The general revenue fund for December — the most recent completed period at the time of Justice’s tweet — had a $44.8 million dollar surplus, with collections totaling $185.9 million more than had been estimated. That’s in line with Justice’s tweet.

But is this actually the largest first-six-month surplus of any fiscal year in state history?

Numbers from WV Checkbook and the West Virginia State Budget Office, with information dating back to 1999, confirm that through the first six months of the 2019 fiscal year, West Virginia did indeed have the largest cumulative surplus since 1999.

The previous post-1999 high occurred in 2011,  when the budget surplus hit $159.9 million more than estimated.

According to the governor’s office, the rise in collections can be attributed to an increased rate of growth in a number of taxes including severance tax, corporation net income tax, consumer sales tax and personal income tax.

It’s worth noting that every year, West Virginia’s economy grows bigger, so comparing budget figures across time, as Justice did, is tricky. The state’s gross domestic product, when adjusted for inflation, was 14 percent bigger in 2017 than it was in 1999.Our Ruling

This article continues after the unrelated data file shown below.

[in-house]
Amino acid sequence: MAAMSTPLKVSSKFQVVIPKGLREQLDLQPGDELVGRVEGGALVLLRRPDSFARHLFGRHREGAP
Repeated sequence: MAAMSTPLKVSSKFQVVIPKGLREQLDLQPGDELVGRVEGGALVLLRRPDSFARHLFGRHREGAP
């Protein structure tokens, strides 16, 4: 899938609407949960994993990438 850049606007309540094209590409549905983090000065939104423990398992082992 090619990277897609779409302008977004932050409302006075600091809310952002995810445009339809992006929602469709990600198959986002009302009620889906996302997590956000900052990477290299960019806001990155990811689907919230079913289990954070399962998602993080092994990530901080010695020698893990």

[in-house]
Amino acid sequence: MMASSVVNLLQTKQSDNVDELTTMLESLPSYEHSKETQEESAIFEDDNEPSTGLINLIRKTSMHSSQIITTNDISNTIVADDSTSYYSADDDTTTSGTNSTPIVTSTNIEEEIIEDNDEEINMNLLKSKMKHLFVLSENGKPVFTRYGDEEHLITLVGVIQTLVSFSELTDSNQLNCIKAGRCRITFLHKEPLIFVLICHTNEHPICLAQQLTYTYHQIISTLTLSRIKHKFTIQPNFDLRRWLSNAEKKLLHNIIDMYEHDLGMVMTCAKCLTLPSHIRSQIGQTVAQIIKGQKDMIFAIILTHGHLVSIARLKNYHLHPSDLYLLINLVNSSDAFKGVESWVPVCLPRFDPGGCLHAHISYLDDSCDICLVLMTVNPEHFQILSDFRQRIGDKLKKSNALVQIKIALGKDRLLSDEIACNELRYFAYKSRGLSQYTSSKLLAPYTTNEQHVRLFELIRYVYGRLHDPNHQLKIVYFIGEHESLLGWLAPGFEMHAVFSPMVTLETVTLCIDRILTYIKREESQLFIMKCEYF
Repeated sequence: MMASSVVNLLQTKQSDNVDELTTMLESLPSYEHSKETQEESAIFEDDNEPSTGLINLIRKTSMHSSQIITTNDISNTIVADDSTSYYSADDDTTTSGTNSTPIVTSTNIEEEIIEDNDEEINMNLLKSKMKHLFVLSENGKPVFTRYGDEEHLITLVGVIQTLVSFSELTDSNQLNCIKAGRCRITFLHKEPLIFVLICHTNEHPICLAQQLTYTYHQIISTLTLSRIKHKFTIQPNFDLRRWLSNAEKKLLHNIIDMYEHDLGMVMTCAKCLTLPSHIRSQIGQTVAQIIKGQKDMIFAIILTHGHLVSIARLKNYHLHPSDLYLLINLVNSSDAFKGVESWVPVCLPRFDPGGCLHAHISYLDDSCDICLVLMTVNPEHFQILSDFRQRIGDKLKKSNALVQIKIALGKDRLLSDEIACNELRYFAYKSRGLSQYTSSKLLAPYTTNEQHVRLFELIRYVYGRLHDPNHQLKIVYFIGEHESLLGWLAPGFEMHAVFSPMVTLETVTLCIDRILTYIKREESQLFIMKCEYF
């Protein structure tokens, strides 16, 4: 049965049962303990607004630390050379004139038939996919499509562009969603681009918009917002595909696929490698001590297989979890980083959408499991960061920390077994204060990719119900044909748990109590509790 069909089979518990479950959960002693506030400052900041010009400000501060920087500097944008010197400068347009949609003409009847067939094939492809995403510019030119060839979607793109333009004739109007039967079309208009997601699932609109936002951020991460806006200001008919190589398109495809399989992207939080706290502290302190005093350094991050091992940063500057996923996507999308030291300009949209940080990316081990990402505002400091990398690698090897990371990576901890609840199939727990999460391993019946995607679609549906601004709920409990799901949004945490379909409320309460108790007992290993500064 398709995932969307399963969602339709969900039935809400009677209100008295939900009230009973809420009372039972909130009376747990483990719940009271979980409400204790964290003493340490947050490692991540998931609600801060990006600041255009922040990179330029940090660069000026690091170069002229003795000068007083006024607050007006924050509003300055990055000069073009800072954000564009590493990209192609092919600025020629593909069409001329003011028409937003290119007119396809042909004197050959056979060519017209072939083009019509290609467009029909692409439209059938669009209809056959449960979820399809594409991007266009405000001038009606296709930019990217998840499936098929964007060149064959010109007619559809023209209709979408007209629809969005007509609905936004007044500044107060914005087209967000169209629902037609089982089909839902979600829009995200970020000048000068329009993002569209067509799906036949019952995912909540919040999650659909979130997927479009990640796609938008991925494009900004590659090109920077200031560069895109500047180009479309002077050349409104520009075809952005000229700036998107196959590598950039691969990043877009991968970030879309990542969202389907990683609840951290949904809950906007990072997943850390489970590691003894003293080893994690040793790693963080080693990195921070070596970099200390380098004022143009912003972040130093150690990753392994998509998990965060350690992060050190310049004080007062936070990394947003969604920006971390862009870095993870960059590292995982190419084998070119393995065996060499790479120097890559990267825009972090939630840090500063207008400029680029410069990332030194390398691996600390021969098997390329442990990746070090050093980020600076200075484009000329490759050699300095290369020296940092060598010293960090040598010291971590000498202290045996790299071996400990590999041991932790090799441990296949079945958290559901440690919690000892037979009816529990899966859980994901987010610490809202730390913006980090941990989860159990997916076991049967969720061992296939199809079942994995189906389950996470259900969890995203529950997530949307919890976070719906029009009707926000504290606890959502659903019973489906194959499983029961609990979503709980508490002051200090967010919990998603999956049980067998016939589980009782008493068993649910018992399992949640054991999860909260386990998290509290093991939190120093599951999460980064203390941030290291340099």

Justice said for fiscal year 2019, West Virginia had “the largest cumulative surplus for the first six months of any fiscal year in state history.”

We checked the historical data and found that he’s correct going back to 1999. However, that’s not the entire history of the state. We couldn’t confirm any data prior to 1999, so it’s conceivable that there was a larger surplus prior to that year.

We rate the statement Mostly True.

This article was originally published by PolitiFact.

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Fact Check

Fact-check: Would One Fentanyl Seizure Be Able to Kill Every West Virginian 32 Times Over?



In its purest form, two to three milligrams of fentanyl can be fatal. Courtesy: New Hampshire State Police Forensic Lab

When President Donald Trump announced that he would go around Congress to build a wall on the U.S.-Mexico border by declaring a national emergency, U.S. Rep. Carol Miller, R-W.Va., tweeted a video supporting the idea.

In the Feb. 15 video, Miller said, “West Virginia has been hit especially hard by illegal drugs smuggled across our southern border. Just two weeks ago, Customs and Border Protection seized enough fentanyl to kill every person in West Virginia 32 times over.”

There’s no question that West Virginia has been hit hard by the opioid crisis — PolitiFact West Virginia has previously reported that the state ranked No. 1 in the nation for opioid overdoses per capita.

But what about the idea that a single federal seizure of fentanyl could have killed every West Virginian 32 times over? We took a closer look.